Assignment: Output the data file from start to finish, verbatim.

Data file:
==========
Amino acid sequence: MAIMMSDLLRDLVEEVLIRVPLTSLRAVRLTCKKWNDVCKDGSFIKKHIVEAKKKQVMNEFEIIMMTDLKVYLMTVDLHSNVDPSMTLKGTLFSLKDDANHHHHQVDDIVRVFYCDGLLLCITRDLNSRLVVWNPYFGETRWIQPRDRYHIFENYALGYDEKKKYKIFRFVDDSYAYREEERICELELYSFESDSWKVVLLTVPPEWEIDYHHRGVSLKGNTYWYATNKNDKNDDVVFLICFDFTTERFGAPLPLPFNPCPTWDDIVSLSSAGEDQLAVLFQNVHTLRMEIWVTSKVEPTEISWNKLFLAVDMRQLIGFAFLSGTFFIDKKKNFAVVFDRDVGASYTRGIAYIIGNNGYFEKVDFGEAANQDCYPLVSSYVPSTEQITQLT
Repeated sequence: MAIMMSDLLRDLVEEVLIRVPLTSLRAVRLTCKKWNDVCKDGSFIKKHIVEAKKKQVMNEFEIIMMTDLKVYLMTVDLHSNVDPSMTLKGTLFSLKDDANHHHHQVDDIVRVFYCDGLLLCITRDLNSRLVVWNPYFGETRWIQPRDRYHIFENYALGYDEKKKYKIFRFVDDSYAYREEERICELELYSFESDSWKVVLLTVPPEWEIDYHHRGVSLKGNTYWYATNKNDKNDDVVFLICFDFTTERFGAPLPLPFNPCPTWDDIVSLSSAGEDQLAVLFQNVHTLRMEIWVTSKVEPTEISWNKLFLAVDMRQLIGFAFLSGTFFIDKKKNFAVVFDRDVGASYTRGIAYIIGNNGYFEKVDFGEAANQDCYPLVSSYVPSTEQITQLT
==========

Amino acid sequence: MAIMMSDLLRDLVEEVLIRVPLTSLRAVRLTCKKWNDVCKDGSFIKKHIVEAKKKQVMNEFEIIMMTDLKVYLMTVDLHSNVDPSMTLKGTLFSLKDDANHHHHQVDDIVRVFYCDGLLLCITRDLNSRLVVWNPYFGETRWIQPRDRYHIFENYALGYDEKKKYKIFRFVDDSYAYREEERICELELYSFESDSWKVVLLTVPPEWEIDYHHRGVSLKGNTYWYATNKNDKNDDVVFLICFDFTTERFGAPLPLPFNPCPTWDDIVSLSSAGEDQLAVLFQNVHTLRMEIWVTSKVEPTEISWNKLFLAVDMRQLIGFAFLSGTFFIDKKKNFAVVFDRDVGASYTRGIAYIIGNNGYFEKVDFGEAANQDCYPLVSSYVPSTEQITQLT
Repeated sequence: MAIMMSDLLRDLVEEVLIRVPLTSLRAVRLTCKKWNDVCKDGSFIKKHIVEAKKKQVMNEFEIIMMTDLKVYLMTVDLHSNVDPSMTLKGTLFSLKDDANHHHHQVDDIVRVFYCDGLLLCITRDLNSRLVVWNPYFGETRWIQPRDRYHIFENYALGYDEKKKYKIFRFVDDSYAYREEERICELELYSFESDSWKVVLLTVPPEWEIDYHHRGVSLKGNTYWYATNKNDKNDDVVFLICFDFTTERFGAPLPLPFNPCPTWDDIVSLSSAGEDQLAVLFQNVHTLRMEIWVTSKVEPTEISWNKLFLAVDMRQLIGFAFLSGTFFIDKKKNFAVVFDRDVGASYTRGIAYIIGNNGYFEKVDFGEAANQDCYPLVSSYVPSTEQITQLT